THE DEMOCRATIC REPORTER
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Apr. 23 - 1982 - Toronto Sun - By John Downing
Mississauga gold rush
The weeks slip away before the next municipal elections but a judge has yet to deal with the conflict of interest charge that could bring dramatic change to the Mississauga election.
It will be June at least before Mississauga Mayor Hazel McCallion gets her day in country court to answer the complaint of former council colleague Jack Graham that she may have contravened the municipal conflict of interest act when her council started the approval process last November for 26,000 houses and apartment units.
Graham, a Mississauga lawyer, asks the judge to throw McCallion out of office and disqualify her from holding a position on any council or urban agency for up to seven years.
On Nov. 2, council approved 10 areas in five neighborhoods for development after a long, costly study by two task forces, the last one composed of officials from the city, region, school board and hydro commission.
However, council didn’t follow all the recommendations of these officials. There was controversy surrounding the report since the officials worried about the city’s ability to finance the services such enormous growth requires.
One area given approval by council but not by the last task force is East Credit. This is also the area where McCallion and her husband Samuel have owned a house and five acres since 1951, purchased for $14,000.
Under the motion approved by council, 2,918 detached houses, 92 townhouses and 338 apartment units can be built in East Credit.
Mississauga is no stranger to development pressures which have caused the price of serviced land there to soar.
The value of the 1,013 acres released by council for development in East Credit - the area not recommended by staff - is at least $50 million.
Mississauga has boomed from an expanse of sleepy farms and quiet dormitory communities to the fastest-growing city in the country.
It has grown 26% in the last five years to become ninth among Canada’s cities. Its 315,056 people make it larger than Ottawa and Hamilton.
And McCallion has been very much part of this explosion, gaining a national reputation as a stubborn, formidable leader who always does her own thing whether the problem was the derailment crisis, heading a province-wide urban lobby or the seven days a week work running Mississauga.
She is a veteran councillor, having served since the 1960's. She had no opposition when she ran for a second mayoralty term in the last election.
As proof of the support she enjoys in her community, eight councillors and three senior officials rallied to her in this case by filing affidavits with the Peel County Court.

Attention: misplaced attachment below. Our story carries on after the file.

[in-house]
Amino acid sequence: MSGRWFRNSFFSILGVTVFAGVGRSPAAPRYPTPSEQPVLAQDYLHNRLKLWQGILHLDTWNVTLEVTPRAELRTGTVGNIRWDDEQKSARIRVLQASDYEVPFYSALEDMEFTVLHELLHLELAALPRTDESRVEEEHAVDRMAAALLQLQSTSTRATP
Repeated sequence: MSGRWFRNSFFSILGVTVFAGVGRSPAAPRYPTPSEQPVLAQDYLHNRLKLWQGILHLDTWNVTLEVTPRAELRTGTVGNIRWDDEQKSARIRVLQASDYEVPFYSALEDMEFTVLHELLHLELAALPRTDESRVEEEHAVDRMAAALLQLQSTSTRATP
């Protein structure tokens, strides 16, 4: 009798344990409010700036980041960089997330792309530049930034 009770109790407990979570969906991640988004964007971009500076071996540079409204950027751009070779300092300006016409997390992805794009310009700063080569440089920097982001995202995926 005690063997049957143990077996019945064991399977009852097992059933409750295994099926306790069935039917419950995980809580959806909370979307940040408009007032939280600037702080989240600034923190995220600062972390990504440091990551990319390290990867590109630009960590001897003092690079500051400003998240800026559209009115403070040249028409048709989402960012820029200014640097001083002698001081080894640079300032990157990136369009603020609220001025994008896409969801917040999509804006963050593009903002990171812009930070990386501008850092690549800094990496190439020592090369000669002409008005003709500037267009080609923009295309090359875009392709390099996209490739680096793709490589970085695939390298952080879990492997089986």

The court also has a number of examinations for discovery, including a cross examination of McCallion by John Laskin acting for Graham.
The mayor was asked if she had an interest in any company or partnership that has any interest in Mississauga property, whether she was familiar with Macran Associates ltd., whether she was a Macran director, whether she knew a “Mr. Randles”, whether “Randles” was a Macran director, whether Macran has Mississauga property and whether she owned property outside Mississauga?
Her lawyer, J.L. Finlay, instructed her not to answer.
The latest record on Macran filed with the consumer and commercial relations ministry shows it is a company with a Mississauga address formed for the purpose of “development and property management”.
McCallion, her husband, and Allan and Agnes Randles are listed as directors of the company from the date of incorporation on March 14, 1974.
Allan Randles was appointed in 1974 by Mississauga council to its committee of adjustment and the Peel land division committee. He was reappointed for two terms.
On Dec. 23, 1981, he was reappointed to the committee of adjustment, a body that deals with minor zoning changes, with McCallion declaring a conflict of interest.
Records in the Peel Registry Office show that Markborough Properties Ltd., sold 2.6 acres of vacant industrial land in Mississauga on Jan. 30, 1974, to Peter McCallion-in-trust, the mayor’s son.
The price was $79,740.
According to the same records, the land was conveyed to Macran on April 9, 1974, for $2.
Macran sold the parcel for $212,640 on Sept. 13, 1974, to Tleg Investments Ltd., Elto Investments Ltd., and Strongway Construction Ltd.
The price had increased $132,900 in seven months in Mississauga’s giddy gold rush for real estate.
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